For most aspiring singers, there is a eureka moment. A light bulb comes on when they realise they actually have something special to offer.
In 2001, at school in Bognor Regis, Katie Owen had her moment. As a shy 13-year-old, she faced the wall in her classroom, took a deep breath and, at the request of her teacher, started singing Celine Dion’s My Heart Will Go On.
From then on there was only one thing she ever wanted to be; a singer.
Ten years down the line and Chichester-born Katie’s dreams of stardom get closer every day.
She’s lined up to sing at The Martial Arts Show at Birmingham’s NEC and has more than 200,000 internet fans on MySpace – all while working part-time as a restaurant waitress at Port Solent.
‘When I was really young, I used to go round school and say that I was going to be a singer,’ says Katie, who now lives in Wickham. near Fareham.
‘But I was quite shy until I was 13, when my teacher told me to sing the song from the film Titanic at the wall, right up close to it. It gave me the confidence to do it.’
At first she says her parents didn’t take her seriously, but it wasn’t long until they came round to her way of thinking. After leaving Bognor Regis Community College she went on to attend Southampton Solent University to study product design and marketing.
It was here Katie wrote the poetry that became the backbone of her lyrics, but she left at Christmas to focus on her music career.
Today, her parents fund her time in recording studios and her music videos.
Her first album, Coming on Strong, came out in 2008 and was recorded at HL Studios in Southampton.
Her second album, Black on Black, came out late last year and was recorded by Ed Clery, a musician based in Chichester who has worked with acts such as Blu Cantrell and Misteeq.
Katie says: ‘Me and my dad make the music at home and the studio copies it across on to their system. They might add extra beats or parts, but it is my music.’
She adds: ‘I used to record a lot of covers when I went into the studio, but started to realise that people didn’t want me to sing covers. You have to be a writer, so we sat down and started writing.’
Katie says recording her albums has been the really exciting part of her journey so far.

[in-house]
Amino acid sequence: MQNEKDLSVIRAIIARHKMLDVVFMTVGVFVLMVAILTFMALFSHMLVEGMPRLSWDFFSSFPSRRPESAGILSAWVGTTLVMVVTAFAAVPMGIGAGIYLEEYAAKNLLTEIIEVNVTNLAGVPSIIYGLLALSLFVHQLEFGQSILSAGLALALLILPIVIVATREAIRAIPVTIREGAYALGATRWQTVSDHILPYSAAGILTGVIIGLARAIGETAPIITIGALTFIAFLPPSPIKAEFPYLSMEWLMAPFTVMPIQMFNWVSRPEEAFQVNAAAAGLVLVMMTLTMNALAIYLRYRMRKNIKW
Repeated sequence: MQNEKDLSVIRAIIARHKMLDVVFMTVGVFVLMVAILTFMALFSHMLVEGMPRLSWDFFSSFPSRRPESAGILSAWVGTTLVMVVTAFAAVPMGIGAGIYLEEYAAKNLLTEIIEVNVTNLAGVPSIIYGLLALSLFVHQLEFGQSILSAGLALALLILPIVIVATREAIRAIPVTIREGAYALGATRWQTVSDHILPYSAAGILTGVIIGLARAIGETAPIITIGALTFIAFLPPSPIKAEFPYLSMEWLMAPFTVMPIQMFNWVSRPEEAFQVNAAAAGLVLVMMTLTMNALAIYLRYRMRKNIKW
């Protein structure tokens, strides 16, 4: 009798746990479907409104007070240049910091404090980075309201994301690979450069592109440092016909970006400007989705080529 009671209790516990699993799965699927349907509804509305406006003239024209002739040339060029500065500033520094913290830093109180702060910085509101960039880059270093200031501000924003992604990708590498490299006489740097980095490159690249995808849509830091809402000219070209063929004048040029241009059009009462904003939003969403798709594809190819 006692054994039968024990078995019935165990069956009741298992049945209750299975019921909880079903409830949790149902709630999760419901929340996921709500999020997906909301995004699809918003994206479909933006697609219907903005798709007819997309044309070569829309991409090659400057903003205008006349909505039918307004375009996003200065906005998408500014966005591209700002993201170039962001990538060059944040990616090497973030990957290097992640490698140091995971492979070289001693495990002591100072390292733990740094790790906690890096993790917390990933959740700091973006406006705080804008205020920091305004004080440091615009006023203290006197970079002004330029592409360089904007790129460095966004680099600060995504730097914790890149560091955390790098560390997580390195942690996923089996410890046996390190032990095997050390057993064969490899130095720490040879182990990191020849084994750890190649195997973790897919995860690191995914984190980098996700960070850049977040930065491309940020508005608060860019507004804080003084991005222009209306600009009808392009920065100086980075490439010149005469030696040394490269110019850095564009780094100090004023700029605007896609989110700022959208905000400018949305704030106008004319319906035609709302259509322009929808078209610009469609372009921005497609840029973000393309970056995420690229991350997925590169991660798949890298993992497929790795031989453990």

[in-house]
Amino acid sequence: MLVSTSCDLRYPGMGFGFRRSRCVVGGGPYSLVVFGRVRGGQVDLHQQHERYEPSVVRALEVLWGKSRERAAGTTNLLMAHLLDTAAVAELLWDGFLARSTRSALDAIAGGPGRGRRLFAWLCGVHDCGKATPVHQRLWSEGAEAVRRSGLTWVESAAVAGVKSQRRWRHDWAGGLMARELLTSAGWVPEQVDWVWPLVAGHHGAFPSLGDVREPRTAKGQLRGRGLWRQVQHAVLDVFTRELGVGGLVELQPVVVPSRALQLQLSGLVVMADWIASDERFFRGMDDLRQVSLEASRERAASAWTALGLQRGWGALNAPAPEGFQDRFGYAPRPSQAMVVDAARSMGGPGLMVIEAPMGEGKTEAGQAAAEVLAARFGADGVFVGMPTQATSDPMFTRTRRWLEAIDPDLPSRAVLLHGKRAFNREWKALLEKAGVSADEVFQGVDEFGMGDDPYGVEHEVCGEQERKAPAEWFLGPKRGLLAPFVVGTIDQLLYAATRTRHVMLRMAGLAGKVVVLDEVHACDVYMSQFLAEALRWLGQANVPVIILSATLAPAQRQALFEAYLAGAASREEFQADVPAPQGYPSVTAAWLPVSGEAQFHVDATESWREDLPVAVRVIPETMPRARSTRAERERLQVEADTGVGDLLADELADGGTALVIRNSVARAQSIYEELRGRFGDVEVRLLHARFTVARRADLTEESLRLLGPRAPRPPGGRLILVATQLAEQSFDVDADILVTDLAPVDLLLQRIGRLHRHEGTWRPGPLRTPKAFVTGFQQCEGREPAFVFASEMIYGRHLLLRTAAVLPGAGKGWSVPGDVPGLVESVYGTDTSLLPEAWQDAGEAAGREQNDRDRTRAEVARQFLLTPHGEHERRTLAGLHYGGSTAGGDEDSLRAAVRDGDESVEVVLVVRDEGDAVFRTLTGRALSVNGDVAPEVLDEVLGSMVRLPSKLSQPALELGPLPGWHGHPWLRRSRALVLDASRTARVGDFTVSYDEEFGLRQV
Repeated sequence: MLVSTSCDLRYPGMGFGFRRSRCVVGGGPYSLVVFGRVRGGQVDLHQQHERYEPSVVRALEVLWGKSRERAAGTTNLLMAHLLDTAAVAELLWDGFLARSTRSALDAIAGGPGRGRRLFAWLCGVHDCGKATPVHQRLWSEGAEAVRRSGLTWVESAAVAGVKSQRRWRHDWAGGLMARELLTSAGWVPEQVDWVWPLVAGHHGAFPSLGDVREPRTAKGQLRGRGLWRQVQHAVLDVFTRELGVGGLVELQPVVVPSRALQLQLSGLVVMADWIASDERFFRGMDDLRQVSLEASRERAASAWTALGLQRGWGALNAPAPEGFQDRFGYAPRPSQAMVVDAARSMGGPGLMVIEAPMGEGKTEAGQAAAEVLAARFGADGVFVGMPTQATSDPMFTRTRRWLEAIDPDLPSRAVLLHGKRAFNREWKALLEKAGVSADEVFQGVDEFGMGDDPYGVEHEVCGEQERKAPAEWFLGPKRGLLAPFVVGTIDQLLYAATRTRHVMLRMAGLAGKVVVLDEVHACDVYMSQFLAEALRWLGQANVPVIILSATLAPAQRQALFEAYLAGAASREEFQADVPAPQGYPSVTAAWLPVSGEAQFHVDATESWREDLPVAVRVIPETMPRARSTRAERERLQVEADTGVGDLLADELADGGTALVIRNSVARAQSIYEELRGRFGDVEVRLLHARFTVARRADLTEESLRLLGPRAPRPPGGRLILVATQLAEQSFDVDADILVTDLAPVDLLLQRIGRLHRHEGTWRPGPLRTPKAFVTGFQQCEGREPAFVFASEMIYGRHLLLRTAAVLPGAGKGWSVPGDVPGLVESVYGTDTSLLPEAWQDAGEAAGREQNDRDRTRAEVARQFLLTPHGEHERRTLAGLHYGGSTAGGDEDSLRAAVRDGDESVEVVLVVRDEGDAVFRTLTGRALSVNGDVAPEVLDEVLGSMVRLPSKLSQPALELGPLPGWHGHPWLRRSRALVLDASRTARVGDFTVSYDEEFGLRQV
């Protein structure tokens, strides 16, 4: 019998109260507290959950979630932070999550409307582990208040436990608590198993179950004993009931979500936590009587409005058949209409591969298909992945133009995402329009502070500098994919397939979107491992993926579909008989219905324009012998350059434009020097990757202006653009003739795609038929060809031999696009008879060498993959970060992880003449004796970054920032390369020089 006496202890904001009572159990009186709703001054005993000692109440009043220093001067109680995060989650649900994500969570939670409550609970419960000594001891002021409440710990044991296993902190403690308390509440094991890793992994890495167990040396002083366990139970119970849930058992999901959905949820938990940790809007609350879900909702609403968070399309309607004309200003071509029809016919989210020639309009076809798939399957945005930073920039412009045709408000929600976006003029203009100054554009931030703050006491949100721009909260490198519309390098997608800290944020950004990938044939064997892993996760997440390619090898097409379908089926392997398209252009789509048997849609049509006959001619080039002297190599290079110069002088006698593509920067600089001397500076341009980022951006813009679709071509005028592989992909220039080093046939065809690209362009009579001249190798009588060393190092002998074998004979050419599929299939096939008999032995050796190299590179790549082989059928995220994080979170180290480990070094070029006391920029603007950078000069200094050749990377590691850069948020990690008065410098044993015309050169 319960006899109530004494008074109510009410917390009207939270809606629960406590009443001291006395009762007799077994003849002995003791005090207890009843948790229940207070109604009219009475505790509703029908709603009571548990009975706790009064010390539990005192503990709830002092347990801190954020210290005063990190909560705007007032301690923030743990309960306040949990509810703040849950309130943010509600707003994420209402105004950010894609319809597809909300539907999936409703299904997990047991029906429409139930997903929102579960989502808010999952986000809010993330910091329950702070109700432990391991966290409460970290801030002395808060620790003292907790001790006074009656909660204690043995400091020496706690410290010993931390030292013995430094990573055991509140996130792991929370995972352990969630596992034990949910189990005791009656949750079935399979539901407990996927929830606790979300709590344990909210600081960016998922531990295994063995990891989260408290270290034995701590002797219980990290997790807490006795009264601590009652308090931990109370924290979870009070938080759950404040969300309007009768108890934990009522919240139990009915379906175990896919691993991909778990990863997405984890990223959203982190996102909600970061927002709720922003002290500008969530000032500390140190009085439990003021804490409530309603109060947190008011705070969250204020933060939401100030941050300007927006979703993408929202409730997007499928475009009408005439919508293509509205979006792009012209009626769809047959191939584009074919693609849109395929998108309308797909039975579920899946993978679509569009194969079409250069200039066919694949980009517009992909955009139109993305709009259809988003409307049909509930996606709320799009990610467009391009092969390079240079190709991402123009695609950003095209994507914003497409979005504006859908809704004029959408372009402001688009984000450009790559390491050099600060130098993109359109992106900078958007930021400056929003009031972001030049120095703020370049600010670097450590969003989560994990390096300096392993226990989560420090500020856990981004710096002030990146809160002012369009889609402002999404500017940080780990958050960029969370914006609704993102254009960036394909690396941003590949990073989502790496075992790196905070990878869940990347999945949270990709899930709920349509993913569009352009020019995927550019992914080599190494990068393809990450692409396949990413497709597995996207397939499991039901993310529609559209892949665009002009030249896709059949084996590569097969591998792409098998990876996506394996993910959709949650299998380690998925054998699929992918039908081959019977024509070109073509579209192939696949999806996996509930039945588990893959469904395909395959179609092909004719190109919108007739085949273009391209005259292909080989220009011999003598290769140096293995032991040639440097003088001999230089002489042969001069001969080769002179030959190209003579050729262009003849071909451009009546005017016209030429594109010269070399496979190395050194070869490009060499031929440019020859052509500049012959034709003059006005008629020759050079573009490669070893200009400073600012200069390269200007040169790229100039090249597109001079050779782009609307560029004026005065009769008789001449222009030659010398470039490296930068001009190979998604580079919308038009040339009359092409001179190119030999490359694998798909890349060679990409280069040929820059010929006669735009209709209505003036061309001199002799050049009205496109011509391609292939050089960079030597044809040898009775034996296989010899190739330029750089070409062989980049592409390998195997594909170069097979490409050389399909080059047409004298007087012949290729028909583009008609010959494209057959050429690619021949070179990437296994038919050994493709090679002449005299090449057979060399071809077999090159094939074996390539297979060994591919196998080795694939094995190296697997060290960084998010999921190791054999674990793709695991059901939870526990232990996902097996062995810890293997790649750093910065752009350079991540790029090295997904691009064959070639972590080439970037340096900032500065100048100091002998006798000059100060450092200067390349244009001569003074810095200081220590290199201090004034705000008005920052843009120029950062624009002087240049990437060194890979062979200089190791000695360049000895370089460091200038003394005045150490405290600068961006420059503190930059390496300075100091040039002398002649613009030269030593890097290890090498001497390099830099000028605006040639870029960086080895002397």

‘The first time it was really fun. I drank a lot of coffee. We would be there from morning until night, and I would get so tired.
‘But after the coffee I would just go crazy in the recording studio.
‘The second one was done in Chichester. It was small and freezing because it was in the winter, and before we started recording I would listen to music just to warm myself up.’
To help promote her music online, Katie has made videos for three of her songs, Wrong All Along, Terrified and Better Things To Do.
She says: ‘It was fun and we went to some quite cool locations.
‘The first one was in a derelict asylum in Lincoln and it was freezing.
‘There’s part of it I had to record a few times through a huge wind machine, and I had to act like I wasn’t cold. My mum kept running on between takes to put a coat round me.’
Although Katie admits she has had her doubts in the past over whether her pursuit of fame and success is really worth it, she feels more confident than ever before.
‘I was thinking ‘‘this is so much hard work’’ and my parents were paying a lot of money for things,’ she says.
‘I felt responsible and I started to feel so bad.
‘When you get turned down for things and people don’t get back to you, it is upsetting. You get offended. But I am over that now.’
Having applied for TV talent shows like X Factor when she was younger, Katie says she doesn’t have much time for them any more.
She thinks the internet is the best way to get yourself noticed.
She explains: ‘A lot of other people I saw were really, really good on X Factor, but didn’t get through.
‘Then you find out the people who win have been to special performing schools. It’s a TV show, so it has to guarantee itself a good winner. I think they find them beforehand.’
Katie adds: ‘If you really want something, you have to stick at it. I think having your own material helps.’
She says of the internet: ‘That’s the way to go now. If we didn’t have it we couldn’t do this stuff because no-one would hear it. It’s definitely really helpful.’
But live performances are also important. This weekend she’ll be on stage at the NEC in Birmingham and she’s also considering doing a ‘mini tour’ in America.
In between all this and doing interviews and recording songs, she is still a waitress.
She explains: ‘Lately it’s been getting more and more active. I keep thinking ‘‘oh my God I’m quite busy’’, but then I still have to go to work. I have to go in and say “Can I book all these days off?”.’
So what if her dream came true and she hit the big time?
She says: ‘If my dream came true my family would come with me. My mum is my manager, which is a good thing. Obviously because I’m working as well she organises everything for me. It’s nice because we have a good relationship. It’s all a lot of fun.’
Her goal is to get signed to a record label because, she says: ‘I want to do all the things my idols do, maybe sing in the same places. Everything they have done, I want to do.’
It already seems Katie is a million miles away from singing at that classroom wall – and there’s no stopping her.